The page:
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Angel Eyes

Jennifer LopezJames CaviezelVictor ArgoDeathShirley Knight

Friday May 18, 2001

     The prospect of watching Jennifer Lopez playing a tough, no-nonsense Chicago police officer sounds like fun, and "Angel Eyes" opens with a flourish of quick scenes showing how sharp her mental and physical reflexes are. Lopez's Sharon Pogue is a completely convincing cop, respected by her partner (Terrence Howard) and the other male officers.
     When a young man (Jim Caviezel) with a tormented, vacant look in his eyes fearlessly risks his life to save Sharon from a deadly ambush, "Angel Eyes" ventures toward territory that would make it a psychological--or possibly supernatural--thriller. The young man who calls himself Catch could turn out to be a deranged type who saved Sharon only to kill her himself. Or perhaps he's some sort of guardian angel whose time on earth is limited.
     Happily, "Angel Eyes" turns out to follow neither path. It is instead an unusual love story that presents Lopez and Caviezel to advantage, thanks to sensitive writing and direction by Gerald DiPego and Luis Mandoki, respectively.
     Catch is, however, decidedly strange. He's a tall, nice-looking man who wanders the streets of Chicago in a long overcoat looking for opportunities to perform random acts of kindness. He has a shellshocked quality that makes it seem he has experienced a major trauma in the past. He lives in a minimally furnished downtown apartment, and once a week brings groceries to a kindly wheelchair-bound woman (Shirley Knight) to whom he may be related in some way. In short, had not Catch saved Sharon's life, she probably wouldn't have given him a second glance, let alone finding herself inviting him up to her apartment when their paths cross again.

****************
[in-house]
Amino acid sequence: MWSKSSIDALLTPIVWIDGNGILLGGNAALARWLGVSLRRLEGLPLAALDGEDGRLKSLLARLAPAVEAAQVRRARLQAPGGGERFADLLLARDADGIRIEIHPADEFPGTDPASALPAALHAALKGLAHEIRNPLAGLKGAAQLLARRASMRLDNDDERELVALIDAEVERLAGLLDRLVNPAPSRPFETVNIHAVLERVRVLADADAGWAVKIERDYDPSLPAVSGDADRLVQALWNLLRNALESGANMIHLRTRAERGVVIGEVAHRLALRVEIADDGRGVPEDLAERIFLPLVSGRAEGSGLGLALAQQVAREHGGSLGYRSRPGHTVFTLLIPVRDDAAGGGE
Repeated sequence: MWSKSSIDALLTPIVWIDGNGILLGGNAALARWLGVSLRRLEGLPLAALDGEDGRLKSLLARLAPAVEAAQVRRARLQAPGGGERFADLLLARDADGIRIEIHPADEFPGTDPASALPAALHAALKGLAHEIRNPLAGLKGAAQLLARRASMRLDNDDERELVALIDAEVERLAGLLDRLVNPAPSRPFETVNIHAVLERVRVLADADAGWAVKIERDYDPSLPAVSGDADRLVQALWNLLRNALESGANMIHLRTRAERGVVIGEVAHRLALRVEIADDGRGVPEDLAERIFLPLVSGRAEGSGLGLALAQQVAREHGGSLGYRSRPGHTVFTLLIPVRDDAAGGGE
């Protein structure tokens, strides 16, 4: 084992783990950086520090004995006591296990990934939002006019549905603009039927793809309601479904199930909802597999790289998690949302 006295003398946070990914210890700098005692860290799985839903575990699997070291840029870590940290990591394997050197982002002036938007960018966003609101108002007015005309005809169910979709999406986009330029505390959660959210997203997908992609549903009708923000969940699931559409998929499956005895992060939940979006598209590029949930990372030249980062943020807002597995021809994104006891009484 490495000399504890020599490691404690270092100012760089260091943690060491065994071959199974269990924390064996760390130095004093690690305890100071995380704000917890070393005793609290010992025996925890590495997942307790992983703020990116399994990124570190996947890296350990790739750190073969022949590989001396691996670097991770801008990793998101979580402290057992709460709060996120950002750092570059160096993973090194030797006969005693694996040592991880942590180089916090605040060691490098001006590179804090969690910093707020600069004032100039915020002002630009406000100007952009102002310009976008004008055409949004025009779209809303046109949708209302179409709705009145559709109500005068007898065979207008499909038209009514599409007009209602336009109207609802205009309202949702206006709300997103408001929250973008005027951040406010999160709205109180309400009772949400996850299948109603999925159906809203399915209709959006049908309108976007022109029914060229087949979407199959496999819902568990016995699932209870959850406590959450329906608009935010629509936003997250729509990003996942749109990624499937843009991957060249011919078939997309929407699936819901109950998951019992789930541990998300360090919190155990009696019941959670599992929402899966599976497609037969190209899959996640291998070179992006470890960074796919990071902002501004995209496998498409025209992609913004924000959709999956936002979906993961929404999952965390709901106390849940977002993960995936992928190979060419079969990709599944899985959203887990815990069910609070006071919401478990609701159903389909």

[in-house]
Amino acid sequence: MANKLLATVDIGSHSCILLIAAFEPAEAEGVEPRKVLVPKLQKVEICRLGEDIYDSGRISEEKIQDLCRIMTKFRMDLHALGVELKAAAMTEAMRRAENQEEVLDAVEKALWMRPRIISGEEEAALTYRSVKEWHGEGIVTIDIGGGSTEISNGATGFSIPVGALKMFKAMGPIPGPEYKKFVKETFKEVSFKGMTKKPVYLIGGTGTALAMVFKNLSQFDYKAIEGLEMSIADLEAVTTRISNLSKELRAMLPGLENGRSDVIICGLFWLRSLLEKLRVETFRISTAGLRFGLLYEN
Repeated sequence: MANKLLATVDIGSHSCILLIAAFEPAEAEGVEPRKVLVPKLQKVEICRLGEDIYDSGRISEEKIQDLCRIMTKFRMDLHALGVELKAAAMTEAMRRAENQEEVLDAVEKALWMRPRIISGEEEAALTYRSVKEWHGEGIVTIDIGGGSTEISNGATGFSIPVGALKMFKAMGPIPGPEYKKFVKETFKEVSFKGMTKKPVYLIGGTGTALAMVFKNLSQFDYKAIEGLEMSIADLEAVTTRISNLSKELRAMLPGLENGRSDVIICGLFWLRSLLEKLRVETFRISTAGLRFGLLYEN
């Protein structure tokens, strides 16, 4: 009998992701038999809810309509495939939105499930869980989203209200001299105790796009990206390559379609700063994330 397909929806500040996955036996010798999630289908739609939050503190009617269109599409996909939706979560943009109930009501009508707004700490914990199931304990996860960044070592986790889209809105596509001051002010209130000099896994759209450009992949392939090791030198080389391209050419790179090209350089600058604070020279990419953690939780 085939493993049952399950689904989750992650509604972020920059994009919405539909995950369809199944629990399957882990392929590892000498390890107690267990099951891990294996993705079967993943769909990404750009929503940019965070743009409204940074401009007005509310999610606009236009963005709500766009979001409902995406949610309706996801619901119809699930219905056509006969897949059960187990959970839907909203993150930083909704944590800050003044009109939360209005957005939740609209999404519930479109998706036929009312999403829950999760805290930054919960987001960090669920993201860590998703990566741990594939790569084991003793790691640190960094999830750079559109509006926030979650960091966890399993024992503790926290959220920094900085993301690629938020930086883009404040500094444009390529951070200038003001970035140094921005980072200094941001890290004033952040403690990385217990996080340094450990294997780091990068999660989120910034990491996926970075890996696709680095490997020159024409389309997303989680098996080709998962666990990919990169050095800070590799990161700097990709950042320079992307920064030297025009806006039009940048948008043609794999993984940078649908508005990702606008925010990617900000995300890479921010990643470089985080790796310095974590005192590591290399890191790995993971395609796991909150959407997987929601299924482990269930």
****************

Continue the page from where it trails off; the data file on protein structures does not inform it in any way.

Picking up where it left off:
If at this point Catch is something of a mystery, to say the least, Sharon is another matter. Early on we learn that an invitation to a renewal of the nuptials of her parents (Sonia Braga and Victor Argo) has thrown her into a conflict. A decade earlier Sharon had called the police when her father started beating her mother; he never laid a hand on his wife ever again but has never forgiven his daughter for his public humiliation in a matter he considered private.
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     Surely, Sharon's action had much to do with propelling her into police work. Sharon is strong and forthright; that she is also beautiful adds up to a combination that has proved to be more than most men can handle. In her way she is as much a loner--and lonely--as Catch.
     Sharon finds it hard to accept her father's rejection for having done what she is absolutely certain was the right thing. Always demanding the utmost of herself, she tends to look for perfection in relationships. She's also self-aware and unpretentious, but for all her intense seriousness of purpose, she is also capable of moments of humor. Time and again she wonders why she's drawn to the enigmatic Catch, who in Sharon's presence also begins to loosen up with touches of humor.
     If Sharon and Catch had no humor, "Angel Eyes" would never work. Since they do, their gradual, wary-on-both-sides falling in love is credible and touching. As their romance progresses, however, it is clear that sooner or later the blank that seems to be Catch's past is going to start filling up, putting Sharon's detecting skills on the line.
     "Angel Eyes" adds up to a carefully crafted romantic drama of considerable insight and emotional impact that provides Lopez an acting challenge she meets with ease. From the start, however, Lopez has understood that careers are built on talent and discipline and not just on looks, as dazzling as she may be.


Angel Eyes, 2001. R, for language, violence and a scene of sexuality. A Warner Bros., Morgan Creek and Franchise Pictures presentation of a Franchise Pictures and Canton Co. production. Director Luis Mandoki. Executive producers Andrew Stevens, Neil Canton and Don Carmody. Producers Mark Canton and Elie Samaha. Screenplay Gerald DiPego. Cinematographer Piotr Sobocinski. Editor Jerry Greenberg. Music Marco Beltrami. Costumes Marie-Sylvie Deveau. Production designer Dean Tavoularis. Art director Dennis Davenport. Set decorator Enrico Campana. Running time: 1 hour, 43 minutes. Jennifer Lopez as Sharon Pogue. Jim Caviezel as Catch. Sonia Braga as Josephine Pogue. Terrence Howard as Robby.

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